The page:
As I am about to attend Siem Reap’s first official private Wine and Whine gathering of a few carefully handpicked souls, I keep mulling over some topics that truly bother me. Something I find myself whinging or whining about a lot….
Yes, wine and whine…. Well, we already have the Stitch and Bitch – a popular meeting of people with passion for handicrafts such as knitting and a bit of local goss , chit chat and yummy cake – held weekly in Upstairs Café. We are to be different. Fuelled by wine, minus sharp or hook-like instruments and definitely no needles; under the cover of darkness and in a secret location, we are going to tackle the world’s problems and some less important local issues such as - ta daaa – the topic of my little written whinge of today: Cambodia’s obsession with sweeping….. Yes, sweeping. The kind where almost any instrument could become a broom. Often it does. Long stems of dried grass carefully tied to a wooden pole, sticks of various thickness fit for any old witch to fly away on, in Cambodia, anything goes.
My neighbours are possessed by the devilish broom spirits. Every morning, rain or shine, I wake up way before my alarm has the chance of ever going off (why do I bother anyway….??) to the sound of whrooop whrooop whrooop whrooop which is a direct transcript of the sound that is made by thick branch-like broom sweeping fallen leaves off the gravel in their back yard. Accompanied by a loud chat with the members of the family busy with their morning routine of clearing throats, sneezing, banging pots and pans and to give it some credibility, Khmer love songs blasting from a little transistor radio. I was not born a morning person and this affirms my believes even more that the greeting “good “morning must have been invented in error or somewhere far far away.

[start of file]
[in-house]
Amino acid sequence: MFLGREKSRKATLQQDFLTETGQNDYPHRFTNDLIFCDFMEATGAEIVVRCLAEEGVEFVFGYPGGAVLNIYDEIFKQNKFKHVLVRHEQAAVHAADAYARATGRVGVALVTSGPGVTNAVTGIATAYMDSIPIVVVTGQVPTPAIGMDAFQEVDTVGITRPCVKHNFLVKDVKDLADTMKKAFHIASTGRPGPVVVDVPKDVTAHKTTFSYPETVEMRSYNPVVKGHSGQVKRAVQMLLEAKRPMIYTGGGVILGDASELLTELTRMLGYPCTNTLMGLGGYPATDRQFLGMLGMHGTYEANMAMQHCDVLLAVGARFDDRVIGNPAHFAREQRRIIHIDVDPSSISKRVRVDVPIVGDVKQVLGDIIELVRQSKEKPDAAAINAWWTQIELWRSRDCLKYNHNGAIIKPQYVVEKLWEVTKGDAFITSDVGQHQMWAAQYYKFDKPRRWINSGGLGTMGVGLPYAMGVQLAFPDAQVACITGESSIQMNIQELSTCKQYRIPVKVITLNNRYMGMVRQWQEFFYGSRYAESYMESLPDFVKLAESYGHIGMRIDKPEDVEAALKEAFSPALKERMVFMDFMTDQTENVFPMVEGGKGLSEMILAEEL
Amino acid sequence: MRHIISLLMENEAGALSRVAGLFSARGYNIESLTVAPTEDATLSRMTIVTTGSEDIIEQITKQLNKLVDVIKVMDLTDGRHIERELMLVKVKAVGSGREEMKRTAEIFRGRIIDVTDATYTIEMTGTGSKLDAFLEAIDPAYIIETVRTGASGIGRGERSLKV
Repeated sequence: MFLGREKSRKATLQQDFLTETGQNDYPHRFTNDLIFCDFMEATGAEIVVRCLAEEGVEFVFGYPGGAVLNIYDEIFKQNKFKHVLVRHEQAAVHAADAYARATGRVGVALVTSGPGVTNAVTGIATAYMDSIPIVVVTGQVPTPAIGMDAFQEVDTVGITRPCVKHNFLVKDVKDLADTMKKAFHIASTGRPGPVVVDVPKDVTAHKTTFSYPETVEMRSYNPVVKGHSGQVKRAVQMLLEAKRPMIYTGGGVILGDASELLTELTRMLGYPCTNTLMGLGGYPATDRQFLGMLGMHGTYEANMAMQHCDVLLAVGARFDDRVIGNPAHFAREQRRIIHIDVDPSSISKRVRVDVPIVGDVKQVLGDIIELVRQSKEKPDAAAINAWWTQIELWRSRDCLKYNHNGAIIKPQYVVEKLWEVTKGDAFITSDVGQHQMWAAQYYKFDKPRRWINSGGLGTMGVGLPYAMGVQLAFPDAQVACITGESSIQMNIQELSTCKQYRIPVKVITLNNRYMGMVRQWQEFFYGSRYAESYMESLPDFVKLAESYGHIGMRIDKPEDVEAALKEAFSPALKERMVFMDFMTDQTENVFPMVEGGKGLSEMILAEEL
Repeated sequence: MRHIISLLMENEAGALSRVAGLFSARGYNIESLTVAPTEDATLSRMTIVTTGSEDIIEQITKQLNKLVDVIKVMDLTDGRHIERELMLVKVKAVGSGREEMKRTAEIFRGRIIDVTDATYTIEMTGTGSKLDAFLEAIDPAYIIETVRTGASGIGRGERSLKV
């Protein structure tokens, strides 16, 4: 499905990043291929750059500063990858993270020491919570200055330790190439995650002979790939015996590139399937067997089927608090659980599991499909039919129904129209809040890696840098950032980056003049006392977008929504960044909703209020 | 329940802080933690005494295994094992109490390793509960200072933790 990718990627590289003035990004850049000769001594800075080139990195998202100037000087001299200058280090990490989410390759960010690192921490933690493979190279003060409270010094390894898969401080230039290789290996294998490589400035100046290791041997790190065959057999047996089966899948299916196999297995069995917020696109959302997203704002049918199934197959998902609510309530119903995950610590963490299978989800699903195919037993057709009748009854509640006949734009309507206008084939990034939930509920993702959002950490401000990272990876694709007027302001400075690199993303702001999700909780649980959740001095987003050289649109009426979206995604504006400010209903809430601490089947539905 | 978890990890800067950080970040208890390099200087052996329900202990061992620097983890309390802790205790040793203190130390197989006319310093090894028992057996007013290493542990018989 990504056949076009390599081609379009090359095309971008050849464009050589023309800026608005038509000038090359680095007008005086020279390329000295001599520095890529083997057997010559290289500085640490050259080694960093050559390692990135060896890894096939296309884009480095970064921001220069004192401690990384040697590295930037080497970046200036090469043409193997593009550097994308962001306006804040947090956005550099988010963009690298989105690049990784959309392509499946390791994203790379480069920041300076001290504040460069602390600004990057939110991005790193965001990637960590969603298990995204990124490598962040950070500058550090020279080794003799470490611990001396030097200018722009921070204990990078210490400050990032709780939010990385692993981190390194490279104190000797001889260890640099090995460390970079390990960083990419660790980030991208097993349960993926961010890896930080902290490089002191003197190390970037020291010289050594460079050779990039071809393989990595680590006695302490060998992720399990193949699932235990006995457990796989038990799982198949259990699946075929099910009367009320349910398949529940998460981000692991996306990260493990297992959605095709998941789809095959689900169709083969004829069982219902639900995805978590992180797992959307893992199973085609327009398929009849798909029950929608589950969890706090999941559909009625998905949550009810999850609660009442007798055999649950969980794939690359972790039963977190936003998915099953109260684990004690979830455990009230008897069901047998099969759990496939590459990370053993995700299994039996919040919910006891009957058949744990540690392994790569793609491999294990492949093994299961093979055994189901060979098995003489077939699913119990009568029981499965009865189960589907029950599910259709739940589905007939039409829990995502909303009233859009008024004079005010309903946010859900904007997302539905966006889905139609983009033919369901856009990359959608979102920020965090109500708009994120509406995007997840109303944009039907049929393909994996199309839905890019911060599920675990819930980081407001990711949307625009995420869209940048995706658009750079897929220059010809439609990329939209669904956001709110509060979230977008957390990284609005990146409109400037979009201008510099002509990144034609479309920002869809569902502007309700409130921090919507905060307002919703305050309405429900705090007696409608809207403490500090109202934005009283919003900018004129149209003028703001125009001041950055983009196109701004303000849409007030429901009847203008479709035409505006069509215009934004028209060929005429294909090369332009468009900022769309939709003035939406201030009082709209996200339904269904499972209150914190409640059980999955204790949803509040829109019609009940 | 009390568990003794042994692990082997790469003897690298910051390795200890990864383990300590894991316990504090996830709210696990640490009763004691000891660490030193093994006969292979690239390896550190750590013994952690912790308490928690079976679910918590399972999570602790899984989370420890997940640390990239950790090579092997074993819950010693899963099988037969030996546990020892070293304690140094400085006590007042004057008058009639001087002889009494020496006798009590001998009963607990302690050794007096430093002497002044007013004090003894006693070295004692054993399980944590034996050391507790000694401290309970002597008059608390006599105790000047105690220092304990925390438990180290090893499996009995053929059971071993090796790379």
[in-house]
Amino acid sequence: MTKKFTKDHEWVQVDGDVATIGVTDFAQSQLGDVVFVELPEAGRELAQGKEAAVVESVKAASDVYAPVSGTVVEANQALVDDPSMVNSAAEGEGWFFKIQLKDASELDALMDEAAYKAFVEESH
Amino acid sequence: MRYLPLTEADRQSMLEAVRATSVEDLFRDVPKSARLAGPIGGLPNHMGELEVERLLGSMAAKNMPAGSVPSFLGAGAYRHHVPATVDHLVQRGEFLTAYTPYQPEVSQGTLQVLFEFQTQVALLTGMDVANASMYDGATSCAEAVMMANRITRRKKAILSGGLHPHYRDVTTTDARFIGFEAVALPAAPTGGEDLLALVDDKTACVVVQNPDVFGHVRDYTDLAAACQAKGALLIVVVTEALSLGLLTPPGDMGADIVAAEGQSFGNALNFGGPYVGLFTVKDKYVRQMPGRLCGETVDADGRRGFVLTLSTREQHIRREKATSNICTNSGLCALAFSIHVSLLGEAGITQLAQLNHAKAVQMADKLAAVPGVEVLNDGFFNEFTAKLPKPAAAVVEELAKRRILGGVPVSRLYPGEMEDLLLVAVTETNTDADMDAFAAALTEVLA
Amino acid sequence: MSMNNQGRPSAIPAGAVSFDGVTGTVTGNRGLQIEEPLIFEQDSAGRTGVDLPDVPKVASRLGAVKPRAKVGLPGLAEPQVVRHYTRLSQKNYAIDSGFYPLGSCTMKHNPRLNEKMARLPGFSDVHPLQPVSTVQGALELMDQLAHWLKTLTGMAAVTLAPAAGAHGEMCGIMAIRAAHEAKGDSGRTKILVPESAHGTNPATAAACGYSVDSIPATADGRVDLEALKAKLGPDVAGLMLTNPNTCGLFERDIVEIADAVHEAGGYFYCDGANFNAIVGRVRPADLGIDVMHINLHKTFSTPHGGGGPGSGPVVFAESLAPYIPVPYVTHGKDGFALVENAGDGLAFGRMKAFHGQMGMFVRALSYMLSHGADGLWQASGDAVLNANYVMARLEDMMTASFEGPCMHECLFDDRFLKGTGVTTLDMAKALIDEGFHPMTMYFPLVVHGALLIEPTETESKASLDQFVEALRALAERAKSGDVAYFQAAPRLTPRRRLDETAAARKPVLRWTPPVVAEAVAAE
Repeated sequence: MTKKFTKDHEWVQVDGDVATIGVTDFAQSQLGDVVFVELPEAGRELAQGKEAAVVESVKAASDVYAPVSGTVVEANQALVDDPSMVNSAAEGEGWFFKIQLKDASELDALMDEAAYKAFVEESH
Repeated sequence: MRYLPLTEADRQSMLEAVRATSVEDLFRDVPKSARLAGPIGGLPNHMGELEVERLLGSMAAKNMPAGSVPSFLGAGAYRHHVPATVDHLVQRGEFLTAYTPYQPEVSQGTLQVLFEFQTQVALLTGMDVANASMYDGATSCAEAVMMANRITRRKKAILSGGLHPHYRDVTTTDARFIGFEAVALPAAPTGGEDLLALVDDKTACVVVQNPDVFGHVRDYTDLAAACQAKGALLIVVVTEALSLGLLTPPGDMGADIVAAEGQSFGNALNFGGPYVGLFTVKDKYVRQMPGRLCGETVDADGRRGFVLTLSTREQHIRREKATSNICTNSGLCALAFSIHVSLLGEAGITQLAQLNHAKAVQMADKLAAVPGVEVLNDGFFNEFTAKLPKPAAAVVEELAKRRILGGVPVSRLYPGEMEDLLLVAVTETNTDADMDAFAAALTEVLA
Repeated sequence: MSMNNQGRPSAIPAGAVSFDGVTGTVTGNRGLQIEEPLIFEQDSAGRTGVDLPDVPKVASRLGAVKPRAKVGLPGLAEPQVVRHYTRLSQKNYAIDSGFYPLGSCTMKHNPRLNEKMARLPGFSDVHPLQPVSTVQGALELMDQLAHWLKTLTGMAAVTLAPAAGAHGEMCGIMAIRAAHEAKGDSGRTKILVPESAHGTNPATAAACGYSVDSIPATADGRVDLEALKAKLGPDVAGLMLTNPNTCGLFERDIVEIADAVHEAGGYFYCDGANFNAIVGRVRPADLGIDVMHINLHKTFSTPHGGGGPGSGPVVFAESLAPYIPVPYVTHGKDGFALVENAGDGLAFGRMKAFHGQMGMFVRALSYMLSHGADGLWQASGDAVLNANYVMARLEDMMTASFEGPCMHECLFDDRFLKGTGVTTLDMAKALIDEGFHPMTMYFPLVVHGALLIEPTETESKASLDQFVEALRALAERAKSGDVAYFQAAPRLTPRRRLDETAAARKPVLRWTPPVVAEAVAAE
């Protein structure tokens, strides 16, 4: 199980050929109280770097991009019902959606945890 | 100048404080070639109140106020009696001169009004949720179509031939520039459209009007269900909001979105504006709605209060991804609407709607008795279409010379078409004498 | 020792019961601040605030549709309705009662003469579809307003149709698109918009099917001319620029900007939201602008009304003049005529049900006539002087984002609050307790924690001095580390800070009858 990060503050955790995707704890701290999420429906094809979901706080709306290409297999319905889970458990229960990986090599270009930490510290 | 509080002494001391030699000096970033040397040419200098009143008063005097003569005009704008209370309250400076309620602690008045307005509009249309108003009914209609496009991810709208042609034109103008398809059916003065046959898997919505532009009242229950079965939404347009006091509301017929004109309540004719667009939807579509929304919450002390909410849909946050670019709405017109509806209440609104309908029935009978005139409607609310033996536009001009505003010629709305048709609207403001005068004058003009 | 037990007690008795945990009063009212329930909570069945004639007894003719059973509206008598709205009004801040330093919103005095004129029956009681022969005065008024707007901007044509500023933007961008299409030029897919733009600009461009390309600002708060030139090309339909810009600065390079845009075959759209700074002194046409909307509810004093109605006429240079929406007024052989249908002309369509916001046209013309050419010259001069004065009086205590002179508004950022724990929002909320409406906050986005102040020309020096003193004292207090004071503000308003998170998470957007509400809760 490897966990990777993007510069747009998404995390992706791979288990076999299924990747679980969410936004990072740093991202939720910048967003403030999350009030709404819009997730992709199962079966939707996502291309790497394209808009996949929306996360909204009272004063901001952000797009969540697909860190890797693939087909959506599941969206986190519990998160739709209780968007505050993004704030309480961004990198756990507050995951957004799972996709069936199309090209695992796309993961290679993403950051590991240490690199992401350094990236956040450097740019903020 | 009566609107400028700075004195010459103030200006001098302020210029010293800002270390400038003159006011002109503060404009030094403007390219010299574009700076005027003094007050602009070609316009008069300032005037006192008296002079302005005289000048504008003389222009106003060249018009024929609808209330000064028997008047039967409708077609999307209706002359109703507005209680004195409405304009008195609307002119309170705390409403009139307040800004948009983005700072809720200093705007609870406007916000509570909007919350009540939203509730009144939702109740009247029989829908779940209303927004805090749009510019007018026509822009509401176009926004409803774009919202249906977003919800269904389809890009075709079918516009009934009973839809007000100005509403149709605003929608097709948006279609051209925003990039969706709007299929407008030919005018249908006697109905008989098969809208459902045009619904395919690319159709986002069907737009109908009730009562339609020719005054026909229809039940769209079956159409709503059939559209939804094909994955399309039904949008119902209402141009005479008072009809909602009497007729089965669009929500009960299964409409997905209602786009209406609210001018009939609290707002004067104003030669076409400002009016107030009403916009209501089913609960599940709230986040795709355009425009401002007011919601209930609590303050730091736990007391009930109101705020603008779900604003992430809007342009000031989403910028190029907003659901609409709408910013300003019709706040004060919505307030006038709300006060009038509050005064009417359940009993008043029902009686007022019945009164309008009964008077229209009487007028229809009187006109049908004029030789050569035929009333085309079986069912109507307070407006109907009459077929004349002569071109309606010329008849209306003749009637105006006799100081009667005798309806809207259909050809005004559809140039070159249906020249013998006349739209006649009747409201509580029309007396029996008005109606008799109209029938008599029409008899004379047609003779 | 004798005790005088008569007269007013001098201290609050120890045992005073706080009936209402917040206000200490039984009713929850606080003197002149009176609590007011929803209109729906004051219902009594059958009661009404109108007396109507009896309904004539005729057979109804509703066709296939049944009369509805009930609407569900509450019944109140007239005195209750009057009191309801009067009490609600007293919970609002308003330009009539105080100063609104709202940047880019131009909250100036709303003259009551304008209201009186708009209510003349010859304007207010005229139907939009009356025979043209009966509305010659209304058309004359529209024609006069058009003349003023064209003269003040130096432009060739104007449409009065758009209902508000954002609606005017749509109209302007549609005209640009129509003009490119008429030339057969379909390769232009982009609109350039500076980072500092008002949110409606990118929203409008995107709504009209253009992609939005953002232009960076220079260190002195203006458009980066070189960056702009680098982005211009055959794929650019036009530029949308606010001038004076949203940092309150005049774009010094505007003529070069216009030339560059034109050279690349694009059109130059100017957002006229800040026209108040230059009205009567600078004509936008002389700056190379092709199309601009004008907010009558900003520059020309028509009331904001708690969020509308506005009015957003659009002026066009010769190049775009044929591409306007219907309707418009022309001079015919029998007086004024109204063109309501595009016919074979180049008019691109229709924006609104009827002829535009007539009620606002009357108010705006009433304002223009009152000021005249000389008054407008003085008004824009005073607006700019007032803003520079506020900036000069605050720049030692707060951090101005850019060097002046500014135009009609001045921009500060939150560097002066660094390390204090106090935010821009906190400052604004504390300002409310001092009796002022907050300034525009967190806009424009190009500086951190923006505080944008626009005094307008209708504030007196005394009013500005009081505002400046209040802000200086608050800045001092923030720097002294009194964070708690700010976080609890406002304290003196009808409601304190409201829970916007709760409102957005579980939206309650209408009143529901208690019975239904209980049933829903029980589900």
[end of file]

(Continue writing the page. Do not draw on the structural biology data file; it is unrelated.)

Then there is the Green Army of Siem Reap. A countless group of green glad souls, wrapped faceless in kramas and towels to protect as much skin as possible from the sun and dust, endlessly and mindlessly sweeping the sides of the main roads in our hometown. Oblivious to the traffic, their babies playing in the dirt just inches away from blaring trucks and never ending streams of buses, fumes filling the air; the job for these women will never end. By the time they finish their stretch of the tarmac they may as well turn and start again. I will never understand how they can bare this and even to crack a genuine smile when I cycle past them everyday on my bike, heading to my clean air conditioned office… Being paid a pittance they are a much cheaper labour force than – say – a proper sweeper truck. And it gives them something to do…. yeah, right.
I suppose all of the above kind of makes sense…. Keeping your front and back yard leaf free shows that your house is your castle even if you are not an Englishman wearing a tweed jacket. Keeping the sides of the road semi dust and debris free makes my getting to work a notch more pleasant compared to (a very few) days when the Green Army does not operate and I must dodge fallen branches and pockets of fine and not so fine dust accumulated overnight.
Sweeping leaves in the forest is another matter altogether… You have all seen it. Quietly efficient, whrooop whroop whroop fills the air and the only sound competing is the screaming cicadas; leaves piling up and IF you turn around you may as well start again. And on windy days?…. well, ehrmmm do NOT TURN around….The Green Army – keeping the forest in the Angkor Archaeological park leaf free – for your enjoyment and comfort. Never mind about the tons of plastic bags, polystyrene boxes, straws, lost shoes, tattered hats and other goodies floating about and filling every inch of free space in Cambodia… Never mind about that.
Maybe I am missing something or maybe Cambodians really love sweeping.
anna bella betts
Never still, always on the move, looking for the perfect capture... Cambodia is currently my home, presenting endless opportunities....
In this blog you will find no profound wisdom.
Just accounts of daily life, sometimes about photography, often about wine, occasionally about travel adventures and sometimes about nothing at all.